Executive Summary

The period under review covers the fourth year in office of the first António Costa government, as well the October 2019 elections and its aftermath, which resulted in the formation of a second Costa government.
Leftist coalition forms unlikely government
The first Costa government entered office in 2015 under inauspicious circumstances. Holding a minority of parliamentary seats, Costa’s social-democratic Socialist Party (PS) needed the support of two unlikely allies – the political forces to the PS’s left: the Left Bloc (Bloco de Esquerda, BE) and the Portuguese Communist Party (Partido Comunista Português, PCP) – to form a government.
Anti-austerity rhetoric raised flags
The anti-austerity and, to some extent, anti-EU discourse of these allies suggested an inevitable clash with the government’s pledge to meet Portugal’s post-bailout European commitments – and market pressures – regarding budgetary consolidation.
Performance far
surpasses expectations
The seemingly precarious nature of this political solution led this arrangement to be dubbed the “geringonça” (or the “contraption”). Yet political practice significantly belied initial expectations. The government lasted a full term. This was an outcome few expected at the outset given the unusual political solution and historical precedent. Out of the previous seven minority governments since democratization in 1974, only one had lasted a full term.
The first Costa government managed to corral a mostly stable parliamentary majority with its left-wing allies, notably in terms of approving the state budget, the key policy instrument for Portuguese governments. In addition, by bringing the hitherto excluded BE and PCP into government decision-making, the “contraption” helped reduce overall political polarization, at least between the PS and the left – if not with right-wing parties.
Consolidation paired with austerity rollback
At the same time, it achieved an unprecedented record of budgetary consolidation, with record-low deficits, while alleviating (in discourse and, at least to some extent, in practice) the austerity agenda that had marked the 2011 – 2014 period.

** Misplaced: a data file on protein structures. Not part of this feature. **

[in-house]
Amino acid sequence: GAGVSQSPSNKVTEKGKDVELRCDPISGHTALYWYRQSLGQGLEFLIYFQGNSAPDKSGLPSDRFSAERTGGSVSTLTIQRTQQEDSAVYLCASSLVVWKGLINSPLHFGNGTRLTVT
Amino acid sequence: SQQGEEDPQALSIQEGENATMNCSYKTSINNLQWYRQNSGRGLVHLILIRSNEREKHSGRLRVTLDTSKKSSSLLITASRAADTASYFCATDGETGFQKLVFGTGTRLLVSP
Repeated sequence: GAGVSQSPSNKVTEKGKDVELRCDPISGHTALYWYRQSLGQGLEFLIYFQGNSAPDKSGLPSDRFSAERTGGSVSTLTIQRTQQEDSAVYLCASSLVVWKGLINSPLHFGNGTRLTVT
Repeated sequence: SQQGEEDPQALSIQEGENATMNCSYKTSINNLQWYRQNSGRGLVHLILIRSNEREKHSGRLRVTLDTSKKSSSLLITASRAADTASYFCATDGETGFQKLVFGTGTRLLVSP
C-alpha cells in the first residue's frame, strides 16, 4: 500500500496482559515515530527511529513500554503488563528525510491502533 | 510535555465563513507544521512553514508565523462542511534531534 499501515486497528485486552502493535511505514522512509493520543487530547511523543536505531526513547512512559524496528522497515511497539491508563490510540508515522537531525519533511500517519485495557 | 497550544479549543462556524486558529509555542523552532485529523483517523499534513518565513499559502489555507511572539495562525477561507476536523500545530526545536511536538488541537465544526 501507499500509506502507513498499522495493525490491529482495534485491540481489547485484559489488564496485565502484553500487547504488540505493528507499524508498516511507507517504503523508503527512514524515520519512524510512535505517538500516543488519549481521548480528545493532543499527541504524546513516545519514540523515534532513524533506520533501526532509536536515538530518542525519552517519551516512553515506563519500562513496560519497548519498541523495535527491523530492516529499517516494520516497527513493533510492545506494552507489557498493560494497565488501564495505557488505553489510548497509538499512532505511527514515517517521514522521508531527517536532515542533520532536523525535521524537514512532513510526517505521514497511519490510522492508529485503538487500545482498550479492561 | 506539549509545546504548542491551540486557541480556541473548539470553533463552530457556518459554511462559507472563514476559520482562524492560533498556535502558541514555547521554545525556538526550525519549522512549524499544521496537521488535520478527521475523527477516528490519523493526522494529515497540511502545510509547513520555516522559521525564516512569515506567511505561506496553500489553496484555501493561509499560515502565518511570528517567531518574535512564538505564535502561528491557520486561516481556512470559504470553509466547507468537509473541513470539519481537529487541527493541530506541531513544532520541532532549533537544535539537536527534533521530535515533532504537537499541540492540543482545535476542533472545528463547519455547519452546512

Success story for post-bailout politics
These results have led to greater international influence for Portugal, as the country has become a success story and a model for post-bailout policies within the European Union. The “geringonça” garnered interest from around Europe as a way of reducing party polarization, very much against international trends. Furthermore, the country’s international recognition was reflected in the election of Minister of Finance Mário Centeno to the presidency of the Eurogroup in December 2017 – an outcome that would hardly have been conceivable without budgetary consolidation.
Growth paired with employment gains
These positive outcomes have been helped by economic growth, boosted by exports and an explosion in tourism. Equally, unemployment rates remain low, standing at 6.6% – the lowest level since September 2002. The country has also become increasingly attractive to the tech sector, with Google and other tech giants opening facilities in Portugal, as exemplified by the country’s ability to host the Web Summit since 2016, with a deal in place to continue hosting the summit until 2028.
Governance capacities show continued gaps
The above elements would suggest an overwhelmingly positive assessment regarding Portugal’s governance. However, while some positive changes in Portugal have been evident during this review period, notably with regard to economic aspects in general and budgetary aspects more specifically, these coexist with persistently low scores in governance dimensions pertaining to policy formulation, implementation and oversight. While there are some improvements, regulatory impact assessment (RIA) framework, strategic decision-making, monitoring of institutional arrangements and policy evaluations remain weak. As in the past, this weak capacity affects the quality and impact of new and existing policies.
Move to improve strategic capacity underway
The silver lining is that there appears to be a recognition of the problem. The first Costa government program had as a key plank the simplification and modernization of public administration, with a focus on improving the quality of governance. Thus, efforts were made to improve governance and strategic capacity (e.g., with steps to institutionalize RIA).
New government
much like the old
In the aftermath of the October 2019 elections, a second Costa executive was formed. For all intents and purposes, this is almost identical to its predecessor. It is again a minority Socialist executive. The ministerial composition remains largely unchanged, with 14 (out of 17) of the previous ministers carrying on and with two new ministries being created: the Ministry of State and Public Administration Modernization, and the Ministry of Territorial Cohesion.
Commitment to modernizing governance
The new government’s program continues much of what it had set out under the previous Costa administration and retains a clear commitment to modernizing governance, reflected in the new Ministry of State and Public Administration Modernization. However, the task of reforming governance is far from easy. Indeed, this is a domain in which previous governments have generally promised more than they have achieved.
No formal deals with
left parties
Moreover, the new Costa government has one significant difference vis-à-vis its previous iteration. This time round, Costa has not secured formal parliamentary deals with the Left Bloc and Communist Party. Another major question for the new government is whether the absence of these deals makes the government’s task easier or more difficult.
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